Our work naturally leads to the question of how interest rates of unsecured personal loans be set. Much of the literature advocates risk-based pricing: A loan with a high degree of risk should be assigned a high interest rate, and a loan with low risk should be assigned a low interest rate. Risk-based pricing has also been widely applied to the loan market in practice. However, the existing literature does not consider the economic rationale that interest rates should provide the same risk-return tradeoff, which results in the mispricing that risky borrowers pay a much larger premium compared to less risky borrowers. Employing GCPP, we find that the interest rates on the platform are not always set appropriately. Our results show that the price distortion leads to a significant gap in the probability of being funded between subprime (660<FICO<700) and prime (FICO>700) borrowers. We also provide evidence consistent with a bias against African Americans in setting interest rates.

We provide an alternative set of interest rates aimed at alleviating mismatches in risk and return. These interest rates lead to greater credit allocation to underserved subprime borrowers, narrowing the gap between subprime and prime borrowers. The new interest rates assigned by our method also reduce biases against minority groups, such that two borrowers with similar characteristics but different races are assigned similar interest rates. Finally, when interest rates are appropriately set, the platform benefits. LendingClub derives its revenue from the number of users. Maximizing revenue is equivalent to maximizing the volume of loans. Under the new interest rates, the loan volume is expected to increase by 15.5% compared to the volume under the original interest rates. Hence, online lending platforms can do well by doing good – maximizing revenue while providing more attractive loan pricing for both borrowers and lenders.

12:00-13:00 – Mittagspause

13:00 – Oliver Müller, University of Paderborn: Diagnosing and Mitigating Shortcut Learning in ML-Based IS Research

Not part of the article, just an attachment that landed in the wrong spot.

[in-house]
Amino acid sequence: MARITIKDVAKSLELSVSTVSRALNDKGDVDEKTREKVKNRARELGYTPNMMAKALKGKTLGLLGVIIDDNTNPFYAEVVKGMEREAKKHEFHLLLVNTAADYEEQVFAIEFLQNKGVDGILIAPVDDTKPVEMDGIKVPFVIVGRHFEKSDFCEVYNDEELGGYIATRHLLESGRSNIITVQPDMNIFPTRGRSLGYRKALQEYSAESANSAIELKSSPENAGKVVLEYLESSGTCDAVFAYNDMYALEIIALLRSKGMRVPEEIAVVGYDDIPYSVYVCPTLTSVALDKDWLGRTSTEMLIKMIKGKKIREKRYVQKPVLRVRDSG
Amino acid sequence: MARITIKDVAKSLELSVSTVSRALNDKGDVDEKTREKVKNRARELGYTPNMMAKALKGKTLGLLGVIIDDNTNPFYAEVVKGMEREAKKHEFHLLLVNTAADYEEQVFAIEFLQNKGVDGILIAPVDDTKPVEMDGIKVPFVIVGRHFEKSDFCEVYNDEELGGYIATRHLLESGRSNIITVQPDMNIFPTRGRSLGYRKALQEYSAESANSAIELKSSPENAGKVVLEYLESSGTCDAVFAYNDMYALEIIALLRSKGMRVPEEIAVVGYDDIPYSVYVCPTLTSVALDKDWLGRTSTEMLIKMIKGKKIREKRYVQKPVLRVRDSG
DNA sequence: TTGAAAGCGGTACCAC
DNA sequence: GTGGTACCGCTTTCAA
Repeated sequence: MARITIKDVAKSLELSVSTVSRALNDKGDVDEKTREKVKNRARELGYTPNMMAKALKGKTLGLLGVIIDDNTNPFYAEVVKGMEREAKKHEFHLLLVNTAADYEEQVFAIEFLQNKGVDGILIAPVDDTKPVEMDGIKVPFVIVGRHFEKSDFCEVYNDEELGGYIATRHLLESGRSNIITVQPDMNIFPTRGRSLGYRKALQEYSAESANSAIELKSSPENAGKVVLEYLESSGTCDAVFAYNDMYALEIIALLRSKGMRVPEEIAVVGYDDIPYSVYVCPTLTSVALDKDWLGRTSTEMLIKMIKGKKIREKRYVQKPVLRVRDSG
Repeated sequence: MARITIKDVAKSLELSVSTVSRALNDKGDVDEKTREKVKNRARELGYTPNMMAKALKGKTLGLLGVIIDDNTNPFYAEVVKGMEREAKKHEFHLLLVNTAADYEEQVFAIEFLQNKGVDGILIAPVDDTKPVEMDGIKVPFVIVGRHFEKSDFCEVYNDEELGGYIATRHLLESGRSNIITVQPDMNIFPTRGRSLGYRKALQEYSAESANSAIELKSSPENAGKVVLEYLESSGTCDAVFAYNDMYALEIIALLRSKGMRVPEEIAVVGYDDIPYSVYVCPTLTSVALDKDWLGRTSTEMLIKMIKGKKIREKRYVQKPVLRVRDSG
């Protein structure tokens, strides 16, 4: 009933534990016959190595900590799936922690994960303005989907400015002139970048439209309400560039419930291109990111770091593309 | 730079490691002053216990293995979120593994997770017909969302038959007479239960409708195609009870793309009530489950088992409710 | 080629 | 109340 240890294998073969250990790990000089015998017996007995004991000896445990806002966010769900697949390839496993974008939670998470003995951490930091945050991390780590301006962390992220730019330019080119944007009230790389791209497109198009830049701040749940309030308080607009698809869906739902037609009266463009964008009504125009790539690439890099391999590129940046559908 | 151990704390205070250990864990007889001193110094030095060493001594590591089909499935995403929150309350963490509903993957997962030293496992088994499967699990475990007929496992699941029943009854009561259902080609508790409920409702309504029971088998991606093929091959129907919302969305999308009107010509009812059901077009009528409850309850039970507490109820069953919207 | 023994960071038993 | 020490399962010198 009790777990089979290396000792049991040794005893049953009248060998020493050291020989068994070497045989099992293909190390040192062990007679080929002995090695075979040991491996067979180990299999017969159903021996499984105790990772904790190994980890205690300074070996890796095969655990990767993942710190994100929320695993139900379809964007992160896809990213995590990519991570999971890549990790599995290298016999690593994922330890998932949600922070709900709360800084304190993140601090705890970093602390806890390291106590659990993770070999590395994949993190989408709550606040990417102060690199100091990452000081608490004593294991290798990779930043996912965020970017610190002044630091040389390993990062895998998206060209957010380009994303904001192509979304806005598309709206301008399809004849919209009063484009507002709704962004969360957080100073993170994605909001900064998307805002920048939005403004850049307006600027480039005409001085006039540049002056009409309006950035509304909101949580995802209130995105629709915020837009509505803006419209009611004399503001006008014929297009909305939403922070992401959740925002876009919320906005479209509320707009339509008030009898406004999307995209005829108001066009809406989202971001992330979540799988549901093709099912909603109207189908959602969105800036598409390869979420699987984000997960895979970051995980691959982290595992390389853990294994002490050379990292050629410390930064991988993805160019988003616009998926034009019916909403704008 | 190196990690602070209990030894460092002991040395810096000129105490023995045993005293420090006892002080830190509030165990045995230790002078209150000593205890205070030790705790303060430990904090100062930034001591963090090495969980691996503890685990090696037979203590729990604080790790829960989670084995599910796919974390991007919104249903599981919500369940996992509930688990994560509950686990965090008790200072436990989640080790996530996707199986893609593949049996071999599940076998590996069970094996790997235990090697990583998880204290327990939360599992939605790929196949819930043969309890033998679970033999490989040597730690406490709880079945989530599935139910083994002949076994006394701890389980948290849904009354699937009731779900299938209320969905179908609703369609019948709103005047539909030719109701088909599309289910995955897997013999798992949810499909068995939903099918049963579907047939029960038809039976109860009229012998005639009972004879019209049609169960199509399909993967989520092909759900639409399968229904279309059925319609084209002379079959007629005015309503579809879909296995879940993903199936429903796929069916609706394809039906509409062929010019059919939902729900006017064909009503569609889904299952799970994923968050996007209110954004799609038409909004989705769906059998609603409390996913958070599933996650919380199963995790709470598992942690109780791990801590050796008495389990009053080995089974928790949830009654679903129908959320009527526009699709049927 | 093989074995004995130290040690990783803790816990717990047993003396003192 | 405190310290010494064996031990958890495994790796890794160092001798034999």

Machine learning (ML) methods have become widespread in information systems (IS) research. However, several methodological pitfalls in ML-based research have become known recently. An issue that warrants our special attention is the phenomenon of shortcut learning. Shortcuts are decision rules that perform well on standard benchmark datasets but fail to generalize to more challenging situations. Consequently, ML models that rely heavily on shortcuts fail when making inferences using data only slightly different from their original training data. Shortcut learning represents a severe threat to the reproducibility of ML-based studies and the generalizability of research results to real-world contexts. This article examines the danger of shortcut learning in ML-based IS research theoretically and empirically. Using simulated and real data, we demonstrate that shortcut learning can lead to dramatic overestimations of the generalization capabilities of ML models. Specifically, we found that the out-of-sample predictive performance of ML models suffering from shortcuts falls by up to 195 percent as testing conditions become more challenging and realistic. Besides proposing sampling strategies to identify shortcut learning, we present a set of guidelines for increasing the robustness of ML models and empirically demonstrate their effectiveness.

14:30-15:00 – Kaffeepause

15:00 – Sameer Mehta, Erasmus University Rotterdam: Pay with Your Data: Designing Optimal Data-Sharing Mechanisms for Artificial Intelligence Services

The rapid advances in the field of Machine Learning (ML) have led to the proliferation of Artificial Intelligence (AI) services offered by firms. To develop a valuable AI service, a firm must build an accurate ML model which, in turn, requires a large amount of training data. Present-day firms usually obtain this data by offering incentives to consumers to share their data during the initial development phase of the AI service, and then use that data to re-train the ML models to improve the quality of the AI service. Consumers, on the other hand, incur costs in sharing sensitive data. In this paper, we analyze two popular data-sharing mechanisms employed by firms: manual data-sharing and algorithmic data-sharing. In the former approach, consumers decide the amount of data to share with the firm, whereas in the latter, the firm develops a data-redaction algorithm – which identifies sensitive segments of data and redacts them – that decides the amount of data to collect from consumers. For both approaches, we obtain revenue-maximizing mechanisms for the firm and analyze the fundamental differences between the two approaches in terms of the revenue accrued by the firm, the consumer surplus, and the volume of data collected. We also analyze a hybrid mechanism where the firm offers both the data-sharing approaches and consumers self-select their choice.  While the firm naturally obtains higher revenue under an optimal hybrid mechanism relative to the manual and algorithmic counterparts, we show that consumers may prefer the individual mechanisms. We examine the relative strengths of the mechanisms and identify real-world scenarios where the firm can deploy them.


ISDAEB 2023 is free of charge, but a registration is required – either here: or during the registration process for WI2023:


Alex Kupfer

Universität Innsbruck, Alexander.Kupfer(at)

Verena Dorner

Wirtschaftsuniversität Wien,

Dominik Gutt

Erasmus University Rotterdam,

Steffen Zimmermann

Universität Ulm, steffen.zimmermann(at)